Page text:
Last year when students were facing the first set of cuts the only people who really knew about it were the students who were directly affected by the cuts. This year, and with the email that was sent out, many students are now opening their eyes to what is happening here at MU. It makes me upset that it took so long for my fellow students to realize the crisis that we are facing, but better late than never. In order for us to fight this to our fullest abilities we all need to come together as a collective and raise our voices (which recently has started to occur); I just feel like it may be too late for it to make a difference.
I have two main issues with what is happening at MU. The first being the lack of student representation and the second is the lack of communication between students and administration. I still have yet to be told by our president what professors are being let go next year, he seems to be completely avoiding answering my questions by stating that it would breach privacy agreements if he were to tell what professors are being retrenched. That is all fine and dandy, but he still will not inform me when we will find out because the list has to come out eventually. On top of that the provost and president have both set up meetings with the business and education majors to help them finish out their degrees. What about the students in my major? I would also like to know why I had to set up a meeting with the provost last year in order to get ANY answers out of him. It makes me feel like the students in the anthropology/sociology program are not as valued because we have smaller numbers. I also brought up to the provost, how he told me in our little meeting last year that the university had no legal obligation to finish us out in our original major. He acknowledged that he was wrong about that and that they do have a legal obligation to finish us out; but what are our majors supposed to do with our only anthropologist gone and our remaining two sociologists on the chopping block?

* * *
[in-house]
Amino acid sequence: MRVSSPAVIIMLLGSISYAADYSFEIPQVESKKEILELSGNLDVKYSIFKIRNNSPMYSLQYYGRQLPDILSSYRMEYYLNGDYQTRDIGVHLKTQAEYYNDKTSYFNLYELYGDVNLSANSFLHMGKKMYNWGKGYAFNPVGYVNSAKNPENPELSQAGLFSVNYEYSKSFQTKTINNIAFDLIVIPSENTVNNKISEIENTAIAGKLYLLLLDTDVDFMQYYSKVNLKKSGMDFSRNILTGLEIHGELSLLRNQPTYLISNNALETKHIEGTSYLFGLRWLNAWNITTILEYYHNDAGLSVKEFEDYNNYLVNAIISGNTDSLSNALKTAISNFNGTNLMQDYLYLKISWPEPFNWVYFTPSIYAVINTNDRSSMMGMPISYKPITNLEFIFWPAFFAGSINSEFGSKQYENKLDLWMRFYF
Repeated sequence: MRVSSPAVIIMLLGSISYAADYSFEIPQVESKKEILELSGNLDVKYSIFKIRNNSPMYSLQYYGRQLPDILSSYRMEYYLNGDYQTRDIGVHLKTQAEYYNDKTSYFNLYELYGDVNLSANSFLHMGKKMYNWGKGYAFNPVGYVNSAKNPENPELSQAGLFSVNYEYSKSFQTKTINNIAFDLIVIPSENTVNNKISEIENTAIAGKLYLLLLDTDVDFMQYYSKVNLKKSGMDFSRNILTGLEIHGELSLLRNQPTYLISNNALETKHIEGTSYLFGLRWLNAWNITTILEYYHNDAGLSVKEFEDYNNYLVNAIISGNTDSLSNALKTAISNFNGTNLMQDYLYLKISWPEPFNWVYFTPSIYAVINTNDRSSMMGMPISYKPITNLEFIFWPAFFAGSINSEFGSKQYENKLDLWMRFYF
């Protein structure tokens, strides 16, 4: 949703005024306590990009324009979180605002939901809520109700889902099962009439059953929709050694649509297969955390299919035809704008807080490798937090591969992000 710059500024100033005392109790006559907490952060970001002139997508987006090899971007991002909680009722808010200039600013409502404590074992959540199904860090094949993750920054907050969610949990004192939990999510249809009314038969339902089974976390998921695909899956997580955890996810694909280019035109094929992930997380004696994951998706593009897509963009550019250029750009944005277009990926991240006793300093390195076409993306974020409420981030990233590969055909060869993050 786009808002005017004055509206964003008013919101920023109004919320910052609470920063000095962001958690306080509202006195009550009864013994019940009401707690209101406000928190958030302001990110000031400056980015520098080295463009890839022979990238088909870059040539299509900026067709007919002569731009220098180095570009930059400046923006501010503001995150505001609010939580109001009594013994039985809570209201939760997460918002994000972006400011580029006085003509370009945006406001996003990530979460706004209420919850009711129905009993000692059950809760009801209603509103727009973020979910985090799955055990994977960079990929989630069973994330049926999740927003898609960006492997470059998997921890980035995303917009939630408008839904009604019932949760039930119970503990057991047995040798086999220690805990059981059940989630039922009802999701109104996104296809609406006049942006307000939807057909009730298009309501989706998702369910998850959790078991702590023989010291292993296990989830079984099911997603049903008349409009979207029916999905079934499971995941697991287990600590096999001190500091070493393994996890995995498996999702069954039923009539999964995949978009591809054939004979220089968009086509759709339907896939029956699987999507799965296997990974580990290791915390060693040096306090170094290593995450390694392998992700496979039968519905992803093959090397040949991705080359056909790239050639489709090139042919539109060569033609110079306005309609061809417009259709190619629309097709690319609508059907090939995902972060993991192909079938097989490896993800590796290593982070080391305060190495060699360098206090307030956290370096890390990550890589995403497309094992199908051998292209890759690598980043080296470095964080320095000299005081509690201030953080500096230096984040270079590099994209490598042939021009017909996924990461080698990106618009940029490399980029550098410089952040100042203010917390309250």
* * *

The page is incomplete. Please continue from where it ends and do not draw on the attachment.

At this point I’m not really sure what our next move is. It makes me fear for the future of Mansfield University because at this rate I see the budget cuts affecting us every year from here on out. It also makes me fear for the future of higher education as whole, and the value that is has in the United States. We put these people into power (no matter what the circumstance or situation) in hopes that they will actively represent our views and the way that we feel; but this is not the case. I wish that the interests and agendas of the administration were not being pursued as much as they are, but until we all come together to push towards a common cause I feel like those in power will always work towards their own ends and ultimately win.
Some new information about our Provost, David Stinebeck. Students received an email last week stating that he is resigning from his position as provost at Mansfield. I feel like he is resigning now because he has come under a lot of scrutiny about the way that he has led Mansfield. The only thing that I can say now, is that there is a lot of work to be done at our university. Without administrators who actually care about the well-being and voice of the students we are going to continue on our path downhill. I predict a saddening and gloomy fate for Mansfield… I could see it downgrading to a tech school pushing only specific majors, or becoming a satellite university. I can honestly say that is not what the Mansfield students want to see happen, and I do not want that either. We need to bring people into power that care about education and the quality of the education that the students pay for and receive.
I’m clinging to a little bit of hope that we can make things better, but the only way that we can do that is by coming together to pursue our common interests and goals. If we are not going to be represented then we need to raise our voices and represent ourselves. We deserve answers first and foremost and I am willing to do whatever it takes to get them. In no way shape or form am I trying to talk badly about Mansfield, I truly love this place and the professors who have taught me along the way. I am just worried about future students and the quality of education that they will receive.
According to the university’s creed,
At Mansfield University, we develop leaders. We accomplish this by focusing on the four core values that have been our tradition since 1912: Character, scholarship, culture, and service.
The anthropology/sociology major was the main area where culture was taught first and foremost. By ridding the University of the education of culture, then we must rethink what exactly it is that we stand for. As far as developing future leaders… our students are the leaders and by jeopardizing their futures we are hindering the development of these students whom Mansfield claims to be developing. Instead we allow for the administrators to lead us blindly to the demise of higher education and critical thinking.